Exercise-Induced Increases in Insulin Sensitivity After Bariatric Surgery Are Mediated By Muscle Extracellular Matrix Remodeling

Brain Function Differences in Children With Type 1 Diabetes: A Functional MRI Study of Working Memory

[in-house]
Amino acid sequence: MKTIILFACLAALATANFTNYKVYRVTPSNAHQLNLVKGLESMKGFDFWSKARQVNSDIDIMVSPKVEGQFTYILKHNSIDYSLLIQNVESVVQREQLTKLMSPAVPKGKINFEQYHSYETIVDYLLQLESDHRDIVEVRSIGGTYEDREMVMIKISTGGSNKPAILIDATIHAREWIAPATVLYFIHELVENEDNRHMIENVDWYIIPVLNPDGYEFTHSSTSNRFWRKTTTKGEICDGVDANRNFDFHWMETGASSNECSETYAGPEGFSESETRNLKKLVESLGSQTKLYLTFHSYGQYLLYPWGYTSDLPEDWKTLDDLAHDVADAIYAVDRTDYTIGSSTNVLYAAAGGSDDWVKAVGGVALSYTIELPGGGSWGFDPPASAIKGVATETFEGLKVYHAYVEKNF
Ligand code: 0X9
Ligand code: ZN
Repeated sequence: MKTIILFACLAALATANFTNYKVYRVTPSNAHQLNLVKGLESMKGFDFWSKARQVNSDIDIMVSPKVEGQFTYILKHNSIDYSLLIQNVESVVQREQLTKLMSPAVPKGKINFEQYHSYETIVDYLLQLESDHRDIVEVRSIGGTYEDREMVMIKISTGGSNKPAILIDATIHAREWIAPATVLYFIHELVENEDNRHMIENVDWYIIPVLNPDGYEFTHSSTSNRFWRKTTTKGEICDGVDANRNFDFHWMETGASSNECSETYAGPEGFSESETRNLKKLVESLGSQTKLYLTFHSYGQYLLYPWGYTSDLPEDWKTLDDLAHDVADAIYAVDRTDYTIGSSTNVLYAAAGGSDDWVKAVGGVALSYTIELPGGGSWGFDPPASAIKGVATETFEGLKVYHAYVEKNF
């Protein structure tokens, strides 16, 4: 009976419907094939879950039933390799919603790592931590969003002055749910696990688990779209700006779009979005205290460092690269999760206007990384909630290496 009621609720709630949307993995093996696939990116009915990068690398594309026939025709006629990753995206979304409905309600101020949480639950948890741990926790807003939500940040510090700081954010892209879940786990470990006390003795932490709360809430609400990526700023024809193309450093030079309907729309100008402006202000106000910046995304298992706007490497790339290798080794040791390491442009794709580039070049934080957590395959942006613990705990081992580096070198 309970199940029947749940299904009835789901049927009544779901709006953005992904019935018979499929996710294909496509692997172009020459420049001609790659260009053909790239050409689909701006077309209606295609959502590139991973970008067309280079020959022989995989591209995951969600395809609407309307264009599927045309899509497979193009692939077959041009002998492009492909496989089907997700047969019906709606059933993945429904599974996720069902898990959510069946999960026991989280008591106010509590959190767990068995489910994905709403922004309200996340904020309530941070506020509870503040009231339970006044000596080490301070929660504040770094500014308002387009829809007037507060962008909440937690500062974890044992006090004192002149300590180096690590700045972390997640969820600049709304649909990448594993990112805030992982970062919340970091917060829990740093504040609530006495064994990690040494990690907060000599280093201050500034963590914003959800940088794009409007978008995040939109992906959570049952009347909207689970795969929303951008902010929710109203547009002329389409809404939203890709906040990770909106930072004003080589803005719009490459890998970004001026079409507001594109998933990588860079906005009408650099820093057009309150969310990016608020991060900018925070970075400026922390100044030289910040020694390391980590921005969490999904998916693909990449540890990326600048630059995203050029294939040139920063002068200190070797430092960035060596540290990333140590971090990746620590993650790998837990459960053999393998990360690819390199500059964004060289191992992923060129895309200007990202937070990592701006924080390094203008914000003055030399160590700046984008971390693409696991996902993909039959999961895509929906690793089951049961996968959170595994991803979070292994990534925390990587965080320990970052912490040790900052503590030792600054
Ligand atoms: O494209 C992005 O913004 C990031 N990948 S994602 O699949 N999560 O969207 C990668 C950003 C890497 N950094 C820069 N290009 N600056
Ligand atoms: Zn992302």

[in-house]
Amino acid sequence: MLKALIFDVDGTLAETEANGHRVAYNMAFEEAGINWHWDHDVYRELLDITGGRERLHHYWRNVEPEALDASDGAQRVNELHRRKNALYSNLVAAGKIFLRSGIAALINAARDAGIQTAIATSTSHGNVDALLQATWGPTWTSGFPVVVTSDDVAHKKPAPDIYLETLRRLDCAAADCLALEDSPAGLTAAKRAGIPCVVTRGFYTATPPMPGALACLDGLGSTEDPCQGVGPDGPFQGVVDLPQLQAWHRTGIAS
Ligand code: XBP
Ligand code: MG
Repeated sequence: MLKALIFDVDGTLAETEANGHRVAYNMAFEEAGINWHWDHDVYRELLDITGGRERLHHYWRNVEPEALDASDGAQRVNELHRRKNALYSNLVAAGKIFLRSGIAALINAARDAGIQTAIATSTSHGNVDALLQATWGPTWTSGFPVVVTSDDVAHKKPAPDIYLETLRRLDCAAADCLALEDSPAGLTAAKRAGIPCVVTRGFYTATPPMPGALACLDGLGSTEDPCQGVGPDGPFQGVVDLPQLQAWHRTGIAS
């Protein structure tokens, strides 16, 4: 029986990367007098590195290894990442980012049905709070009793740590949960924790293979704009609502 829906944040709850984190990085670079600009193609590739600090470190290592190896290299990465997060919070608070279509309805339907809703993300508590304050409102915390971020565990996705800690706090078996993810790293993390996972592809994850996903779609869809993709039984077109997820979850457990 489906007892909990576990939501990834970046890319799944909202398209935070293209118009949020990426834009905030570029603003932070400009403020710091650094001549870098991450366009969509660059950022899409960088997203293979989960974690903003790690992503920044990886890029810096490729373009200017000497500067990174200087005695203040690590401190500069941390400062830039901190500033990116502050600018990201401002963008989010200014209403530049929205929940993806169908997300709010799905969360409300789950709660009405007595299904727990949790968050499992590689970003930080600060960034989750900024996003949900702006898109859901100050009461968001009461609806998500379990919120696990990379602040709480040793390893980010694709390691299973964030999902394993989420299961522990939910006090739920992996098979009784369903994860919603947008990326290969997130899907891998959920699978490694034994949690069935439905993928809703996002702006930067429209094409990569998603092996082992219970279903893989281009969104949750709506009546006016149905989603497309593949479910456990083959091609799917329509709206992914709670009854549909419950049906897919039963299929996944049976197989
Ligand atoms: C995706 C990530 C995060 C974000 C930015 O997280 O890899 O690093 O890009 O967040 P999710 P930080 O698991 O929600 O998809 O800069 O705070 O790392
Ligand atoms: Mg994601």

AbstractExercise seems to enhance the beneficial effect of bariatric (Roux-en-Y gastric bypass [RYGB]) surgery on insulin resistance. We hypothesized that skeletal muscle extracellular matrix (ECM) remodeling may underlie these benefits. Women were randomized to either a combined aerobic and resistance exercise training program following RYGB (RYGB + ET) or standard of care (RYGB). Insulin sensitivity was assessed by oral glucose tolerance test. Muscle biopsy specimens were obtained at baseline and 3 and 9 months after surgery and subjected to comprehensive phenotyping, transcriptome profiling, molecular pathway identification, and validation in vitro. Exercise training improved insulin sensitivity beyond surgery alone (e.g., Matsuda index: RYGB 123% vs. RYGB + ET 325%; P ≤ 0.0001). ECM remodeling was reduced by surgery alone, with an additive benefit of surgery and exercise training (e.g., collagen I: RYGB −41% vs. RYGB + ET −76%; P ≤ 0.0001). Exercise and RYGB had an additive effect on enhancing insulin sensitivity, but surgery alone did not resolve insulin resistance and ECM remodeling. We identified candidates modulated by exercise training that may become therapeutic targets for treating insulin resistance, in particular, the transforming growth factor-β1/SMAD 2/3 pathway and its antagonist follistatin. Exercise-induced increases in insulin sensitivity after bariatric surgery are at least partially mediated by muscle ECM remodeling.Received January 21, 2020.Accepted May 8, 2020.© 2020 by the American Diabetes Association

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